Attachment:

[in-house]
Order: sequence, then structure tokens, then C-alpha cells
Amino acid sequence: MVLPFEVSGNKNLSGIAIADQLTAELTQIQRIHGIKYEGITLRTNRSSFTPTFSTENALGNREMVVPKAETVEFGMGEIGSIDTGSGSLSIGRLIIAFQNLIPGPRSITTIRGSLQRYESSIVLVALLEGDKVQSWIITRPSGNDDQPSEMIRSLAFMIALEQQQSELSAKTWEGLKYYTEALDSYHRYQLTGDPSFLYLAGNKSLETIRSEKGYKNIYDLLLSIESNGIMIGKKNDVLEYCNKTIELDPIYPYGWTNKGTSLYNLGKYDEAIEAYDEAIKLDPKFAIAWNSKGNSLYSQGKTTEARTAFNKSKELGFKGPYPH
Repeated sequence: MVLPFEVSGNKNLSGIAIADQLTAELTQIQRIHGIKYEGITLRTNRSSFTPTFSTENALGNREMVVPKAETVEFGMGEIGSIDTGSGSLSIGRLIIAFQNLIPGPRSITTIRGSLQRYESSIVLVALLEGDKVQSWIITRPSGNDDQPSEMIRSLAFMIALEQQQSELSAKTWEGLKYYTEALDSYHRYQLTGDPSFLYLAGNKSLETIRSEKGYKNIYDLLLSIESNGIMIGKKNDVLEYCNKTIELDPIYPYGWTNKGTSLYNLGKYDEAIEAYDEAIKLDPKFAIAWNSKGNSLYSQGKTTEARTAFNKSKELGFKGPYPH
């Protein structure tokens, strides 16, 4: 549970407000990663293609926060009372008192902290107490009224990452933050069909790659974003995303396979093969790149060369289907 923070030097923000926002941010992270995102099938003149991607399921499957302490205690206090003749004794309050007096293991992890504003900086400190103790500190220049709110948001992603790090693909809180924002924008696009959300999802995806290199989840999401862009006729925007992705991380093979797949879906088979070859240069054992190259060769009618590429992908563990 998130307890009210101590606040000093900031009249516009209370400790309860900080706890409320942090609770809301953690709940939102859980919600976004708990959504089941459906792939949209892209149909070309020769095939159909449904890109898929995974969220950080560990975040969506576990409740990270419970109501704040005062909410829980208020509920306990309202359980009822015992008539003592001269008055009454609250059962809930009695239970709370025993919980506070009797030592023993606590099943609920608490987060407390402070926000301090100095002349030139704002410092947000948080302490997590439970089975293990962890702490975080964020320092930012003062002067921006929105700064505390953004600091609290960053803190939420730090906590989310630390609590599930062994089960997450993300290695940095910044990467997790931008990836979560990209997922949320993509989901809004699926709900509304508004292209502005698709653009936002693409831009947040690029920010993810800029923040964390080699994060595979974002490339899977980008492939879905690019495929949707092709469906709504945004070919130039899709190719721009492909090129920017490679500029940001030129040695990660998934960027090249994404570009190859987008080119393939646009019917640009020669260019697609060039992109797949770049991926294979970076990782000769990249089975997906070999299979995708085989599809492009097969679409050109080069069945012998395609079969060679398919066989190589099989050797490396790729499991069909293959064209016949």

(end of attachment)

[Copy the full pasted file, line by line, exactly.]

[in-house]
Order: sequence, then structure tokens, then C-alpha cells
Amino acid sequence: MVLPFEVSGNKNLSGIAIADQLTAELTQIQRIHGIKYEGITLRTNRSSFTPTFSTENALGNREMVVPKAETVEFGMGEIGSIDTGSGSLSIGRLIIAFQNLIPGPRSITTIRGSLQRYESSIVLVALLEGDKVQSWIITRPSGNDDQPSEMIRSLAFMIALEQQQSELSAKTWEGLKYYTEALDSYHRYQLTGDPSFLYLAGNKSLETIRSEKGYKNIYDLLLSIESNGIMIGKKNDVLEYCNKTIELDPIYPYGWTNKGTSLYNLGKYDEAIEAYDEAIKLDPKFAIAWNSKGNSLYSQGKTTEARTAFNKSKELGFKGPYPH
Repeated sequence: MVLPFEVSGNKNLSGIAIADQLTAELTQIQRIHGIKYEGITLRTNRSSFTPTFSTENALGNREMVVPKAETVEFGMGEIGSIDTGSGSLSIGRLIIAFQNLIPGPRSITTIRGSLQRYESSIVLVALLEGDKVQSWIITRPSGNDDQPSEMIRSLAFMIALEQQQSELSAKTWEGLKYYTEALDSYHRYQLTGDPSFLYLAGNKSLETIRSEKGYKNIYDLLLSIESNGIMIGKKNDVLEYCNKTIELDPIYPYGWTNKGTSLYNLGKYDEAIEAYDEAIKLDPKFAIAWNSKGNSLYSQGKTTEARTAFNKSKELGFKGPYPH
């Protein structure tokens, strides 16, 4: 549970407000990663293609926060009372008192902290107490009224990452933050069909790659974003995303396979093969790149060369289907 923070030097923000926002941010992270995102099938003149991607399921499957302490205690206090003749004794309050007096293991992890504003900086400190103790500190220049709110948001992603790090693909809180924002924008696009959300999802995806290199989840999401862009006729925007992705991380093979797949879906088979070859240069054992190259060769009618590429992908563990 998130307890009210101590606040000093900031009249516009209370400790309860900080706890409320942090609770809301953690709940939102859980919600976004708990959504089941459906792939949209892209149909070309020769095939159909449904890109898929995974969220950080560990975040969506576990409740990270419970109501704040005062909410829980208020509920306990309202359980009822015992008539003592001269008055009454609250059962809930009695239970709370025993919980506070009797030592023993606590099943609920608490987060407390402070926000301090100095002349030139704002410092947000948080302490997590439970089975293990962890702490975080964020320092930012003062002067921006929105700064505390953004600091609290960053803190939420730090906590989310630390609590599930062994089960997450993300290695940095910044990467997790931008990836979560990209997922949320993509989901809004699926709900509304508004292209502005698709653009936002693409831009947040690029920010993810800029923040964390080699994060595979974002490339899977980008492939879905690019495929949707092709469906709504945004070919130039899709190719721009492909090129920017490679500029940001030129040695990660998934960027090249994404570009190859987008080119393939646009019917640009020669260019697609060039992109797949770049991926294979970076990782000769990249089975997906070999299979995708085989599809492009097969679409050109080069069945012998395609079969060679398919066989190589099989050797490396790729499991069909293959064209016949």